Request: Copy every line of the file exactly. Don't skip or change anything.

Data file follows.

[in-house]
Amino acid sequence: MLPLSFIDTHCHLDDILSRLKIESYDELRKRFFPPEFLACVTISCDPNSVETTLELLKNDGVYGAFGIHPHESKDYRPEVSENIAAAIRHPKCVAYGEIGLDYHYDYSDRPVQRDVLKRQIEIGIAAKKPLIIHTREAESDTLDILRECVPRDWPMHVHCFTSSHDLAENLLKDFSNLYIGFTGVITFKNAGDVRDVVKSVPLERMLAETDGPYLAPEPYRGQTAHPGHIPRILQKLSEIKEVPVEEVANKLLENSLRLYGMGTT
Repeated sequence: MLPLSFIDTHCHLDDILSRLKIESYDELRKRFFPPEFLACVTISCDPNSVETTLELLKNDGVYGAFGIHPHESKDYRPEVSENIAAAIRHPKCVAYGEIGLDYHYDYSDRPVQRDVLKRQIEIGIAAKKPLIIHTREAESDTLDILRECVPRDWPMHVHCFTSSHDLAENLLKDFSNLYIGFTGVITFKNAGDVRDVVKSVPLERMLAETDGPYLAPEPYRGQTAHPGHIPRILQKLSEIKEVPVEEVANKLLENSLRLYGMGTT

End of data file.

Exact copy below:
[in-house]
Amino acid sequence: MLPLSFIDTHCHLDDILSRLKIESYDELRKRFFPPEFLACVTISCDPNSVETTLELLKNDGVYGAFGIHPHESKDYRPEVSENIAAAIRHPKCVAYGEIGLDYHYDYSDRPVQRDVLKRQIEIGIAAKKPLIIHTREAESDTLDILRECVPRDWPMHVHCFTSSHDLAENLLKDFSNLYIGFTGVITFKNAGDVRDVVKSVPLERMLAETDGPYLAPEPYRGQTAHPGHIPRILQKLSEIKEVPVEEVANKLLENSLRLYGMGTT
Repeated sequence: MLPLSFIDTHCHLDDILSRLKIESYDELRKRFFPPEFLACVTISCDPNSVETTLELLKNDGVYGAFGIHPHESKDYRPEVSENIAAAIRHPKCVAYGEIGLDYHYDYSDRPVQRDVLKRQIEIGIAAKKPLIIHTREAESDTLDILRECVPRDWPMHVHCFTSSHDLAENLLKDFSNLYIGFTGVITFKNAGDVRDVVKSVPLERMLAETDGPYLAPEPYRGQTAHPGHIPRILQKLSEIKEVPVEEVANKLLENSLRLYGMGTT